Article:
Merrie Sue Holtan / SheSays Contributor, Published April 18 2013
Coaching your own kids: Local researchers lend insights
As a communication professor at North Dakota State University, Littlefield expresses his calling in life as mentoring others. He advised Larson-Casselton, a professor in communication studies at Concordia College, in her masters and doctoral studies as they researched communication styles of parents who coached their own children in sports, music, speech, debate and theater.
The two have extensive competitive coaching experience in speech and debate.
While Larson-Casselton didn’t coach her two daughters at Moorhead High School, other than informally at home, Littlefield coached both his children at Shanley High School and led his most recent speech team to a international win last week in New York.
The researchers devised a study interviewing 20 parent-coaches and their children. Most of the parents had some training in education, and all the child participants were over 18 years old. Both parent-coach and child were interviewed together, and participants included mothers and sons, fathers and sons, mothers and daughters and fathers and daughters.
“Most of them had never talked about the parent/coach issue before as a family,” Larson-Casselton says. “They were very honest, and it became very emotional at times. They were interested in each other’s stories.”
From the interviews, themes developed, and the title of the research became, “Navigating the Turbulent Dual Roles of Parent/Coach.” They piloted the interviews with Littlefield’s children.
“I was lucky that my two children wanted to do what I loved to do,” Littlefield says of coaching his two children in debate. “I learned as I went along with my daughter and gained more knowledge by the time I coached my younger son.”
Findings about parent-coaches
• Check the motivation for wanting to coach
Parents are naturally interested in their child’s activities. At a point, the child will negotiate privacy with their parents, such as being alone in their room. Some parents may want to coach to stay involved and exert more control of their child’s life through coaching. Parent-coaches may view the opportunity to teach values and skills that might not be available from another coach. Connection is fine; control can signal trouble.
A parent-coach also needs to be a good manager to make the team run smoothly as well as be a balanced person, who has control of his/or her temper when things don’t go the team’s way.
• Relationship with other parents
A parent-coach should avoid showcasing his or her own child. The parent-coach remains under the watchful eye of all the other parents.
One parent-coach noted that she couldn’t be the parent when she was the coach. Some children reported wanting more from their parent during the game but felt they had to protect the public relationship.
Another parent-coach saw her child finally make a shot she had been working on but had to withhold feelings in the public setting. One child said he quit the activity for this very reason.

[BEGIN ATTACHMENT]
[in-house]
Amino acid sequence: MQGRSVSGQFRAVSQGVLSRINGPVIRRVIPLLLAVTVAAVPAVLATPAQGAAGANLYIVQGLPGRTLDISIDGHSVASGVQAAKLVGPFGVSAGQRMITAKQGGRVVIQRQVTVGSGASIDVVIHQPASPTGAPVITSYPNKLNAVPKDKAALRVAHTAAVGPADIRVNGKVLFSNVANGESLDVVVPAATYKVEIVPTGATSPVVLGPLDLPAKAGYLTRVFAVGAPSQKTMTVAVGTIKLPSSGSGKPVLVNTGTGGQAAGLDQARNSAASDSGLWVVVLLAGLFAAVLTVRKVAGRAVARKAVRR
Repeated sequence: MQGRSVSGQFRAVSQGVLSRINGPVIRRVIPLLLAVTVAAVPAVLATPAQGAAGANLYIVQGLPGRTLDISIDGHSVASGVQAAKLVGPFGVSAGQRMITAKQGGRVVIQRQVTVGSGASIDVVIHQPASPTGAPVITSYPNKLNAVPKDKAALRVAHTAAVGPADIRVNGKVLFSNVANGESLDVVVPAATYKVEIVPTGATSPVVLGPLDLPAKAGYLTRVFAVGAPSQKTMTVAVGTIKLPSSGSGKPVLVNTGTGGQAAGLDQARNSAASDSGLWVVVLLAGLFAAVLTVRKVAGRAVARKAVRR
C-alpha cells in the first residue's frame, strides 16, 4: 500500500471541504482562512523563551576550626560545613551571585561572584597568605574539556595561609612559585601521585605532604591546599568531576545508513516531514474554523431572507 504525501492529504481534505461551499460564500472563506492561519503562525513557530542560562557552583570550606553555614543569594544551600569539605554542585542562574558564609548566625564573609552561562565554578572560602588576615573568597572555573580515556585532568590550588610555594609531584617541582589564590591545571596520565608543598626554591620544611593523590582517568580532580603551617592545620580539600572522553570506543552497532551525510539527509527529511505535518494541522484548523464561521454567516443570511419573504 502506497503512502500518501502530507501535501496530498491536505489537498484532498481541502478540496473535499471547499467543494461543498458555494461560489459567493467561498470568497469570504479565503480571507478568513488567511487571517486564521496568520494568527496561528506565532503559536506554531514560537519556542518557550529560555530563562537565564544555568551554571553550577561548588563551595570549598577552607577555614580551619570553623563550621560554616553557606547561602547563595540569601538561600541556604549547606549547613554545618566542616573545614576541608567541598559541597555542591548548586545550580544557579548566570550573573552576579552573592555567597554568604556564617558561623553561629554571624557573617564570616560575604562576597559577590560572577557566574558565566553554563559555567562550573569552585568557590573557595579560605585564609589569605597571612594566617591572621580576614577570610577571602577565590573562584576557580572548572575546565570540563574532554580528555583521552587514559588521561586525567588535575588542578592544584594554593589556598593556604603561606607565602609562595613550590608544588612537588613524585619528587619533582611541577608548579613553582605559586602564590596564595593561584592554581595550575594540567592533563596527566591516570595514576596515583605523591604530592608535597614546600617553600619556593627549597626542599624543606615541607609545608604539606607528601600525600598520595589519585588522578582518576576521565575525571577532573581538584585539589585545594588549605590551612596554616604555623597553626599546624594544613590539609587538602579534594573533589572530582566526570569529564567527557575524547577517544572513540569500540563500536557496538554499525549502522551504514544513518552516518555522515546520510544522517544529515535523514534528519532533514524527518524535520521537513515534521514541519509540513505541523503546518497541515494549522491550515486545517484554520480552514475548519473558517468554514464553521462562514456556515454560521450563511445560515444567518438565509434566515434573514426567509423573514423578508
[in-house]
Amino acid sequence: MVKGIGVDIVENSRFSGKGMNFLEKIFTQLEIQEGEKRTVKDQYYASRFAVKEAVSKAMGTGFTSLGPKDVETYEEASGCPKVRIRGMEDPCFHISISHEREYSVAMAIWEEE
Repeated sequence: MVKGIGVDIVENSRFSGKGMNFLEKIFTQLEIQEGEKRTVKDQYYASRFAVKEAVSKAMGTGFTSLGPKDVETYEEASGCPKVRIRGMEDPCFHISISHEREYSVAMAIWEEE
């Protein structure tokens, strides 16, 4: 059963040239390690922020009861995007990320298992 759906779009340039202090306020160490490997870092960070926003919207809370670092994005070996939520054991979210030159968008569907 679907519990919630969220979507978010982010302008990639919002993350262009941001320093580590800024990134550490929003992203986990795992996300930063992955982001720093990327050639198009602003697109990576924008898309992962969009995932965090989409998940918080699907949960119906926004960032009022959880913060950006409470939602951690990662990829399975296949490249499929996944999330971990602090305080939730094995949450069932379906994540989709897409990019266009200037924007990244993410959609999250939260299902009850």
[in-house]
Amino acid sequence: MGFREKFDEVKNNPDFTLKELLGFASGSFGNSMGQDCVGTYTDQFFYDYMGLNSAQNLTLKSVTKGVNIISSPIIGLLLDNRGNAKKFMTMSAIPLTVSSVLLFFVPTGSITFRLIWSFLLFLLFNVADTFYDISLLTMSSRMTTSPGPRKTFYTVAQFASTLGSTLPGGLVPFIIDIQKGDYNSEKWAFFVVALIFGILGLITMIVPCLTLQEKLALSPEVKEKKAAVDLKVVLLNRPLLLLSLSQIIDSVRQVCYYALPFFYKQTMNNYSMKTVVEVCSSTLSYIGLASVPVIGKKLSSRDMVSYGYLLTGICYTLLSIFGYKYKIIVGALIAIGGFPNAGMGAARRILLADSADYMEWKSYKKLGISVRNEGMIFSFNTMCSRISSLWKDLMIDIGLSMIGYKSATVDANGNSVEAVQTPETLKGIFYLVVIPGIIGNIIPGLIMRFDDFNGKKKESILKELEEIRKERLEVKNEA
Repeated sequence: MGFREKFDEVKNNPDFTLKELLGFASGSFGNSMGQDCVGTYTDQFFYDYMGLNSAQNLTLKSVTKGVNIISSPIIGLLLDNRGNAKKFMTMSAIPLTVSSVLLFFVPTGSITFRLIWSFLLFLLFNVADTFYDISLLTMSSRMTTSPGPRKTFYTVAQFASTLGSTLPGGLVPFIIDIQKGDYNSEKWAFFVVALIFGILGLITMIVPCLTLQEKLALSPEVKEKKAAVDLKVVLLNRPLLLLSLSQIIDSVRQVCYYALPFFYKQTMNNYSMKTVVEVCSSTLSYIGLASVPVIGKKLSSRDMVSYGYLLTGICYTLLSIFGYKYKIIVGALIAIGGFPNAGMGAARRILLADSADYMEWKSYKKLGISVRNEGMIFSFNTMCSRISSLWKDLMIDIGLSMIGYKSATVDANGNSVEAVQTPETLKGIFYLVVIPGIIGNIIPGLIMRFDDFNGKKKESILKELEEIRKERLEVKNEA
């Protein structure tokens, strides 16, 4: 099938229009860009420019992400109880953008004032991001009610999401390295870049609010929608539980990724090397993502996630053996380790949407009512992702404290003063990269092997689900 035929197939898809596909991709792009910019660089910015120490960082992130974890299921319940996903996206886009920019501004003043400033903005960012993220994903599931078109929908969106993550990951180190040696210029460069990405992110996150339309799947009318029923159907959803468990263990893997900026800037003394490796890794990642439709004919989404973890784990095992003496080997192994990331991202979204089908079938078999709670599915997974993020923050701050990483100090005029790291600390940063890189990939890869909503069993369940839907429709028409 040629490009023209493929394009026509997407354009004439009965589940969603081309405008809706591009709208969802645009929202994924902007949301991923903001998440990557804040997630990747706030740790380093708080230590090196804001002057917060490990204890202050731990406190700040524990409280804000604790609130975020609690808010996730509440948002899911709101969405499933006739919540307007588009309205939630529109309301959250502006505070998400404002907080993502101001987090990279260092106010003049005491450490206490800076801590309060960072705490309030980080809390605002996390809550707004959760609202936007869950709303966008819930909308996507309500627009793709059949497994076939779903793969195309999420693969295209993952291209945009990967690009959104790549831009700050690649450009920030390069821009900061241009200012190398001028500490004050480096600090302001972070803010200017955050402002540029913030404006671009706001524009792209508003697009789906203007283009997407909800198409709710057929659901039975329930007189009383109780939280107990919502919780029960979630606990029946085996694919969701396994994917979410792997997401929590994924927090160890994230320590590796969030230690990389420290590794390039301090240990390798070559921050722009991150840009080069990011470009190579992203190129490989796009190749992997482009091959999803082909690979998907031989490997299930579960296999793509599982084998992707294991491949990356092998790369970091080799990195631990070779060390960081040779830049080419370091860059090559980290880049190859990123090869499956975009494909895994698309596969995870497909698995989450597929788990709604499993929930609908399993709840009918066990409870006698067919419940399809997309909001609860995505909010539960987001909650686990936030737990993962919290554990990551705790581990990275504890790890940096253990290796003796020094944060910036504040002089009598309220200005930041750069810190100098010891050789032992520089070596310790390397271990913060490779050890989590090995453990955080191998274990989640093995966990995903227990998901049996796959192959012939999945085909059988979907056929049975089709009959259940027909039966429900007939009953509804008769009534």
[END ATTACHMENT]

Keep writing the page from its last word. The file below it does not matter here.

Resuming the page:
There is a tension between what a parent-coach can and can’t do in the public setting. Children say they often feel like they are under a microscope and have to be the perfect team member. One player felt like she had given up daughter status to be just a player on a team.
As long as the child was willing to accept the direction of the parent-coach in public, the coaching relationship remained functional.
• The car and home
On the way home from an activity, the car functions as a confessional. It’s a place where the parent-coach can use “teachable moments” or honest feedback for the child as they debrief.
Some children talked about being scolded about their performance or about how the parent treated them too harshly at practice or during the game compared to other players.
However, the parent-coach can also work privately with the child to give motivation and extra technical instruction. Many agree that it is often hard to separate the public and private roles.
In private settings, parent-coaches and children found ways to talk openly and negotiate the public and private roles.
• Team politics
Sometimes other team members used the child to get to the parent-coach in some way. The child felt compelled to deal with the difficult situation without the parent-coach’s involvement.
On the other hand, parent-coaches often sought information about the team from the child – providing information and instruction or solving team problems.
Larson-Casselton says the research opened rich new veins for further study.
“We could look at gender variables, minority populations, non-verbal communication, the role of the spouse, focusing just on the arts or sports, and many other ideas,” she says.
Both researchers agree with the value of parent-coaches negotiating with the child in the private setting about how it will happen in the public setting. The parent-coach can become a positive role model.
One parent-coach felt it was great for her daughter to see her mother involved with other students, while a child said he was a better coach today after watching his dad coach.
It gave Littlefield, who still coaches debate at Shanley, a sense of pride to parent-coach his two children.
“It’s less pressure now without my kids on the team,” he says. “I enjoyed our private times to relive the experiences. I still love coaching; it brings me great joy.”
Merrie Sue Holtan is a regular contributor to SheSays. She lives near Perham, Minn., and can be reached at firstname.lastname@example.org.